enjoy a moment at the 2015 Telluride Film Festival.

"We wanted to show it as it was," said Gavron, a British filmmaker and BAFTA Award nominee for 2007's Brick Lane. "And it was an untold story, that was the extraordinary thing."
She and screenwriter Abi Morgan decided, "Let's tell the story as it is, but also let's tell a human story, so people can engage with it, so that people can follow a character," Gavron added about Suffragette, initially a demeaning term used in the Daily Mail in 1906 to describe activists supporting women's suffrage. "And we focused on Maud (Watts), (a fictionalized composite) played by Carey, the ordinary woman, and tried to just chart her journey toward activism so you can understand looking back what would make a woman do that. What would make her commit civil disobedience, what would make her endure prison sentences and force feeding."
Meryl Streep hands © Provided by The Huffington Post Meryl Streep hands Streep (right), who has played her share of strong, independent characters, either fictional (Sophie's Choice, The Devil Wears Prada) or real (Margaret Thatcher, Julia Child) called Suffragette's Emmeline Pankhurst, an actual leader in the UK women's movement and the mother of four children who needed a job after her husband died, "extraordinary," with a rich past that made it easy to want to research.
"Suffragette is interesting because the British attempt to get the votes for women was violent, and it was strategically violent," Streep said. "And it was about destroying property, of hurting people.
"Basically, women in England, in 1913, which was not that long ago, it was 100 years ago, but my grandmother was alive. Women ... the marriage age was 12, legal. Many, many women didn't think that was a good idea, but they had no vote. A lot of men thought it was a good idea, so that was the marriage age. Women wanted the vote so that they could change their lives, and now we have it and we waste it. We don't realize that we can still change our lives."
That drew hearty applause in the park, and everyone was completely won over until near the end of the session, when questions from the crowd were taken.
A female member of millennial generation wanted to know from her older counterparts if the representation of women in film is progressing or digressing?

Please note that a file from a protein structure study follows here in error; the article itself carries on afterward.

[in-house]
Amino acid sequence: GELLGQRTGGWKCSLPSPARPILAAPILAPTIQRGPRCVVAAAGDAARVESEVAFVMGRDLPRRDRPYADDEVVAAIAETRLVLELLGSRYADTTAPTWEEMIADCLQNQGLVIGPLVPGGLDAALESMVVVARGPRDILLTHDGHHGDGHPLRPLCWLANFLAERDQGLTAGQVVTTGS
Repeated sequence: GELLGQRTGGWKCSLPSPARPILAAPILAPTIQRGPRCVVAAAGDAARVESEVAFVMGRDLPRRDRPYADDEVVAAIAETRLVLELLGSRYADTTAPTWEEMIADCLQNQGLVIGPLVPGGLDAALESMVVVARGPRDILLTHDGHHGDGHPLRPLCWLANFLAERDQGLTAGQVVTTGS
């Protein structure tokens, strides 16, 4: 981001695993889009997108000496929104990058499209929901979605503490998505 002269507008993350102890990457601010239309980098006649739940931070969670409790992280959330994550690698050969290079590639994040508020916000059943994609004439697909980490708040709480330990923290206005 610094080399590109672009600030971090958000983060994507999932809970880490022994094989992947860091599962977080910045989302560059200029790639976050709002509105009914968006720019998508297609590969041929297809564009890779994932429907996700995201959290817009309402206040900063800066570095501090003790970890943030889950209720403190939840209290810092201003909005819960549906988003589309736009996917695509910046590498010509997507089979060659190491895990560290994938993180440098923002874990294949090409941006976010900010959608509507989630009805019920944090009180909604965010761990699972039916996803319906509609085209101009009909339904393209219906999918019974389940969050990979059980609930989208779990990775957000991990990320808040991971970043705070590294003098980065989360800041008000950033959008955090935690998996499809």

The panel looked to Streep, who joked, "Why do I have to do everything?" before offering a semi-serious answer:
"My problem with your question is I feel the collective collapse in the hearts of so many of the men in the audience when you ask that question. I feel the exhaustion from that subject which they feel they've heard enough about. 'Honestly, really, we're gonna do this again?' "
Laughs and a few mild groans could be heard before Keaton defended his brethren.
"I have to say something," said the former comedian who was robbed of a best actor Oscar this year for his commanding performance in Birdman. "That's kind of bullshit. And I'll tell you why."
He went on a rant that was part playful, part profound, taking a few minutes to sum up his beliefs.
"My generation, when I was in college, I was well, well, well aware, and I did not come from this background, trust me, trust me when I tell you," he said. "I was very aware of racism because I read a lot and I felt it, not personally, but I saw it. ... I've been an environmentalist since I was 19 years old. I have three sisters who were as tough as my brothers and as bright, and I'm as close to them as I am my brothers. On my campus, which was kind of just a middle-of-the-road campus, Kent State, until 1970, I was aware of a women's movement, the environmental movement, a minority movement. ...